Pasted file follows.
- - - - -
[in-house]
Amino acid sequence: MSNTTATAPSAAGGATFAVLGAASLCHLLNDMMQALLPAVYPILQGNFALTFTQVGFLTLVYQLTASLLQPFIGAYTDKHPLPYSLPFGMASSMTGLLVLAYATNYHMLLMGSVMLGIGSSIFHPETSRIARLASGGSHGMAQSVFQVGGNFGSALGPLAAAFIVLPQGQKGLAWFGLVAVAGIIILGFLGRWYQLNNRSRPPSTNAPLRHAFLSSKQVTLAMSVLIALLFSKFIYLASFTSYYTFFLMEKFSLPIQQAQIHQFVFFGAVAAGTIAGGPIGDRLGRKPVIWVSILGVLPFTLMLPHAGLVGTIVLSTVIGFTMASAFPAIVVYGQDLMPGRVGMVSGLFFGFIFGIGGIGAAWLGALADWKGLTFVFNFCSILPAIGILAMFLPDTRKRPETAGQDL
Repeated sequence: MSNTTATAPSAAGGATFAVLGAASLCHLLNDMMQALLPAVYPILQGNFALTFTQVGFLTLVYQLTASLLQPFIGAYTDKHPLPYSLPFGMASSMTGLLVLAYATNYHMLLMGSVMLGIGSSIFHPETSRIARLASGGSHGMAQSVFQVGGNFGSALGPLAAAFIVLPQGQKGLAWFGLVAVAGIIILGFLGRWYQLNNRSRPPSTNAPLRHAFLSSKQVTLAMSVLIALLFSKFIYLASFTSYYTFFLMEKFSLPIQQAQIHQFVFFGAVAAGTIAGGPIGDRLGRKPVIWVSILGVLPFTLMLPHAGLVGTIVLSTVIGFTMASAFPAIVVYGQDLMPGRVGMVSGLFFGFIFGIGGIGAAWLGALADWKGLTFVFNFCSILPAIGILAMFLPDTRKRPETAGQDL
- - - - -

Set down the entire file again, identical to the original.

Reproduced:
[in-house]
Amino acid sequence: MSNTTATAPSAAGGATFAVLGAASLCHLLNDMMQALLPAVYPILQGNFALTFTQVGFLTLVYQLTASLLQPFIGAYTDKHPLPYSLPFGMASSMTGLLVLAYATNYHMLLMGSVMLGIGSSIFHPETSRIARLASGGSHGMAQSVFQVGGNFGSALGPLAAAFIVLPQGQKGLAWFGLVAVAGIIILGFLGRWYQLNNRSRPPSTNAPLRHAFLSSKQVTLAMSVLIALLFSKFIYLASFTSYYTFFLMEKFSLPIQQAQIHQFVFFGAVAAGTIAGGPIGDRLGRKPVIWVSILGVLPFTLMLPHAGLVGTIVLSTVIGFTMASAFPAIVVYGQDLMPGRVGMVSGLFFGFIFGIGGIGAAWLGALADWKGLTFVFNFCSILPAIGILAMFLPDTRKRPETAGQDL
Repeated sequence: MSNTTATAPSAAGGATFAVLGAASLCHLLNDMMQALLPAVYPILQGNFALTFTQVGFLTLVYQLTASLLQPFIGAYTDKHPLPYSLPFGMASSMTGLLVLAYATNYHMLLMGSVMLGIGSSIFHPETSRIARLASGGSHGMAQSVFQVGGNFGSALGPLAAAFIVLPQGQKGLAWFGLVAVAGIIILGFLGRWYQLNNRSRPPSTNAPLRHAFLSSKQVTLAMSVLIALLFSKFIYLASFTSYYTFFLMEKFSLPIQQAQIHQFVFFGAVAAGTIAGGPIGDRLGRKPVIWVSILGVLPFTLMLPHAGLVGTIVLSTVIGFTMASAFPAIVVYGQDLMPGRVGMVSGLFFGFIFGIGGIGAAWLGALADWKGLTFVFNFCSILPAIGILAMFLPDTRKRPETAGQDL